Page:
I almost feel like I shouldn't write a thing about this after only one viewing - not just because I don't think anyone should read anything about this movie before seeing it (that's your warning), but also because I know for a fact I haven't even brushed the surface of it the first time around - but I've done well so far this year writing about all the new releases I've seen, so I may as well try to keep up the habit.

My attitude coming in to Prometheus was a lot like the way I went to Dark Shadows last week… that is, there were moments when I really wondered exactly why I was so excited to see it. I'm not a great sucker for trailers and don't buy into hype easily. I'm a big fan of the Alien series and it seemed clear that Prometheus had something to do with those films, but Ridley Scott's original has never been one of my favourites in that series - James Cameron's sequel is leagues above it for me, and even after that I have a real love of David Fincher's death-shrouded third.

As a matter of fact, I've never been a great fan of Ridley Scott at all. I own the 5-disc "final cut" DVD set of Blade Runner but it's still never done anything for me yet. His latest work from Gladiator onward has always struck me as technically brilliant but otherwise mechanical. My favourites of his have always been the smaller stories - Thelma and Louise, Hannibal, Matchstick Men and A Good Year

But the Prometheus trailer not only looked extraordinary, it had that spectacular, spine-tingling shriek on the soundtrack that utterly convinced me that this thing might not only be technically flawless (that being a given), it might also be genuinely frightening. That's really all I wanted from this movie… slick n a few good scares.

All I can say at this stage is that Prometheus was everything, nothing like, and more than anything I could've expected, from utterly engaging opening, bordering WTF to gleefully satisfying end. It delivers elements from all the Alien movies we've seen so far - the character, the horror, the action, the doom ("There is nothing…"), and even bizarre "adaptations" of Giger's original designs like Alien: Resurrection - and adds a surprising layer concerning faith, what makes us human, etc, that is so out there that when I first realised where it was going I worried that I wouldn't be able to go with it. The script raises all the right questions, though, thanks to crew members just as cynical about the job as those in the first movie, and doesn't give too many answers.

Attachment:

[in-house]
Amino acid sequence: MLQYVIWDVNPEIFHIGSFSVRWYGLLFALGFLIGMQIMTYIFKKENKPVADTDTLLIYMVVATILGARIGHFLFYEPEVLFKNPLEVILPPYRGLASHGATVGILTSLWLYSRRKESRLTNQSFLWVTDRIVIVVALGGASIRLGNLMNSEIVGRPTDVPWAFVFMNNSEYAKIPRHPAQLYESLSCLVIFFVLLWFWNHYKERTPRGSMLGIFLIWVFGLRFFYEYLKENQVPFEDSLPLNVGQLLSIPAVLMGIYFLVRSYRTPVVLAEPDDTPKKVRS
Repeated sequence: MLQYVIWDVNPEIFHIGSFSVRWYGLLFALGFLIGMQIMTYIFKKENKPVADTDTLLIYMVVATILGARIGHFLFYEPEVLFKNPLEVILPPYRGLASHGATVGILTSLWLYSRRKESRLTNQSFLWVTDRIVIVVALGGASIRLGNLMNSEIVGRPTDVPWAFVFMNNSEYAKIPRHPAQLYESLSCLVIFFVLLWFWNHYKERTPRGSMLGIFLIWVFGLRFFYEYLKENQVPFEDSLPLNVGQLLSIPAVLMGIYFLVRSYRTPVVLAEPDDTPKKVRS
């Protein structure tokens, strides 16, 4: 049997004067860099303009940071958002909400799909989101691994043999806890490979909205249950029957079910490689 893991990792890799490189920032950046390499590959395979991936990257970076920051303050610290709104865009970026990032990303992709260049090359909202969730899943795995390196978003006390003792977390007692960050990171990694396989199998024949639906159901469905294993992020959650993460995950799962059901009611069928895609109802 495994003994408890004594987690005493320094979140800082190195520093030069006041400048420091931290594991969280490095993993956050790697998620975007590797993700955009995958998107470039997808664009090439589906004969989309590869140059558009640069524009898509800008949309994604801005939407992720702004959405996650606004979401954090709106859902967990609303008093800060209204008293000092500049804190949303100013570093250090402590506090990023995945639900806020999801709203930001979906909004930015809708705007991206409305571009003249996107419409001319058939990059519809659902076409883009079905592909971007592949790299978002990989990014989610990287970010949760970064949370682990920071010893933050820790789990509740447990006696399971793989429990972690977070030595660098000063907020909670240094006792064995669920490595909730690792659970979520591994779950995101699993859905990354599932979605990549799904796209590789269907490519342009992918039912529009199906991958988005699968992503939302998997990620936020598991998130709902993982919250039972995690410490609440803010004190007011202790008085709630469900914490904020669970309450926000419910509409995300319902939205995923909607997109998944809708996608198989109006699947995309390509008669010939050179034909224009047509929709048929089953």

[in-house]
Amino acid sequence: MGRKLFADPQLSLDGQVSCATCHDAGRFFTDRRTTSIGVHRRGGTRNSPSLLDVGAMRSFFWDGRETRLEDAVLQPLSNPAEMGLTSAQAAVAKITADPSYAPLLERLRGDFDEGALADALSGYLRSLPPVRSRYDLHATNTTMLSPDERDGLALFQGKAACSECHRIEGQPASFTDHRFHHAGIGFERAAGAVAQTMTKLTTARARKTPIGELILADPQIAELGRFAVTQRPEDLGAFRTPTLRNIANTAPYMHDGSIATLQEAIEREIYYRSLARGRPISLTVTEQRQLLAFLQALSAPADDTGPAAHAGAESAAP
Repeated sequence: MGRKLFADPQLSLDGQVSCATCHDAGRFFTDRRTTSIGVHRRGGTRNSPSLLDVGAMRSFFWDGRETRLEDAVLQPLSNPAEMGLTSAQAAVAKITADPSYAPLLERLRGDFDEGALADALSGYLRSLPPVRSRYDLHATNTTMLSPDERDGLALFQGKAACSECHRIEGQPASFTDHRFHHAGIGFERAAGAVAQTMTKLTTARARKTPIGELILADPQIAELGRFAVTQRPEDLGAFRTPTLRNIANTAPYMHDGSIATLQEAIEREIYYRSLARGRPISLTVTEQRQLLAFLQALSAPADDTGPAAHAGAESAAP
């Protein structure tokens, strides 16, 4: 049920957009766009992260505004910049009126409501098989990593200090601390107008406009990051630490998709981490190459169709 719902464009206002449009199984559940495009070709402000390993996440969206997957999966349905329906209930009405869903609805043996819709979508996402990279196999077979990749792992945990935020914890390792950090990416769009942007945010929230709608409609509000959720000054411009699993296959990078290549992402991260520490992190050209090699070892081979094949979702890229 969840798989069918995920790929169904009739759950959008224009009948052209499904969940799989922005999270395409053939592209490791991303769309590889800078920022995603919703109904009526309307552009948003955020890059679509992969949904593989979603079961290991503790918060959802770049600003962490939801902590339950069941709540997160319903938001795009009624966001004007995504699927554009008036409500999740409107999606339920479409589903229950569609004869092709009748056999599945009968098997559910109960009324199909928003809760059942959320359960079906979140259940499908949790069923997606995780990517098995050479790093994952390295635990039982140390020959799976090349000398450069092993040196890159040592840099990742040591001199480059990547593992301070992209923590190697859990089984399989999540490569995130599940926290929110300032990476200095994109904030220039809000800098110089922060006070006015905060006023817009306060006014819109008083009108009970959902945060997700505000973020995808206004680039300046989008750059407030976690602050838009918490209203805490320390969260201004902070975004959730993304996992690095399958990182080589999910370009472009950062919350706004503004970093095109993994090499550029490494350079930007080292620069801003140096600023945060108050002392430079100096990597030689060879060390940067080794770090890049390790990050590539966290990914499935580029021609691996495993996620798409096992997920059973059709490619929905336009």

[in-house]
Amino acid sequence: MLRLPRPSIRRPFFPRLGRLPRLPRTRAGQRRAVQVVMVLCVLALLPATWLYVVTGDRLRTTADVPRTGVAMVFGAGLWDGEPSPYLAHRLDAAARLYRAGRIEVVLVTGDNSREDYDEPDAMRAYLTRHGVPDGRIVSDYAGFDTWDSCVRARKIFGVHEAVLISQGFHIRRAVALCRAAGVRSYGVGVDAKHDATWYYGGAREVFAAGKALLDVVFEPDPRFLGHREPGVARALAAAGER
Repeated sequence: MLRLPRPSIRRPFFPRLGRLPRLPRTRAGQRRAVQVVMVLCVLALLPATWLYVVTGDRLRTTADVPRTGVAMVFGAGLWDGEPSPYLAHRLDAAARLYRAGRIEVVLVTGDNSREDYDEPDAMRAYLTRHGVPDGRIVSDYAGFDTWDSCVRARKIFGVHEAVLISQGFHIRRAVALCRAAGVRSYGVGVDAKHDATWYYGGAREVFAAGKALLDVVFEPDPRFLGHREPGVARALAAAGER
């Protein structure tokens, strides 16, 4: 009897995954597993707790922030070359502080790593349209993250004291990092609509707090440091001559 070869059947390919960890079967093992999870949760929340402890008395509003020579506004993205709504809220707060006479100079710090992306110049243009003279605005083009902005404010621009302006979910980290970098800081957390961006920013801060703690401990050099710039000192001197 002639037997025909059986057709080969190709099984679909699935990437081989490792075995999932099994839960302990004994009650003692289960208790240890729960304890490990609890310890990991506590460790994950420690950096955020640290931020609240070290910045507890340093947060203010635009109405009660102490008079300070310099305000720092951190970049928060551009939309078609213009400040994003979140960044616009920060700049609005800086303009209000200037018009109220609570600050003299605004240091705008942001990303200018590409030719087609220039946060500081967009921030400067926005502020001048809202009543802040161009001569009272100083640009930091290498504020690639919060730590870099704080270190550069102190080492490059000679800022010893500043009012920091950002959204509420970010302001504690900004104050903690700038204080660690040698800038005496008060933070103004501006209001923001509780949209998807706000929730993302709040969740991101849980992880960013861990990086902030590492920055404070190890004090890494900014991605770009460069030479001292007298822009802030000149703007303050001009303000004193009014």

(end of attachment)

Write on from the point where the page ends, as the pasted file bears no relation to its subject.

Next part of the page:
Michael Fassbender makes a fine addition to the lineup of androids we've already seen in the series - Lance Henrikson, Ian Holm, and Winona Ryder (shut up, I really liked her). Fassbender manages to be unsettling, unfathomable and utterly heartwarming seemingly without ever changing his expression. He kind of reminded me of Jude Law in Artificial Intelligence at times - there's an innocence and longing there, perhaps just projected, but I'm certain there's something masterful going on in his performance, even if it's just in being so blank that I felt compelled to project…

I saw the movie in 3D and, perhaps unsurprisingly given the fact I've never doubted Scott's attention to the technical side of things, it's some of if not the best 3D I've ever seen - the opening shots are simply extraordinary and the cold palette of space didn't seem to suffer from the brightness loss nearly as much as other 3D movies (and I don't generally even care about that stuff even if I notice).

As I said, I haven't even begun to make up my mind about this movie after just one viewing, but I won't be surprised at all if it ends up being one of my favourites in the series, and easily over Scott's own original. If nothing else it is in my opinion the best film he's made in at least 10 years, combining his unfailing technical prowess with his occasional knack for really touching something deep which I've personally only really seen in those smaller movies I listed. Instead of playing a variation on the original, like the sequels - more aliens, alien on a prison planet, alien clones - while keeping a moderate amount of continuity going, it expands the whole concept into areas I doubt anyone had considered… we're talking Kubrick-sized questions here. We knew this had to be pretty damn interesting to pull Scott back to the genre, but it actually verges on the ridiculous yet somehow (for me at least) pulls through. Suddenly the Blade Runner sequel doesn't sound like such a bad idea…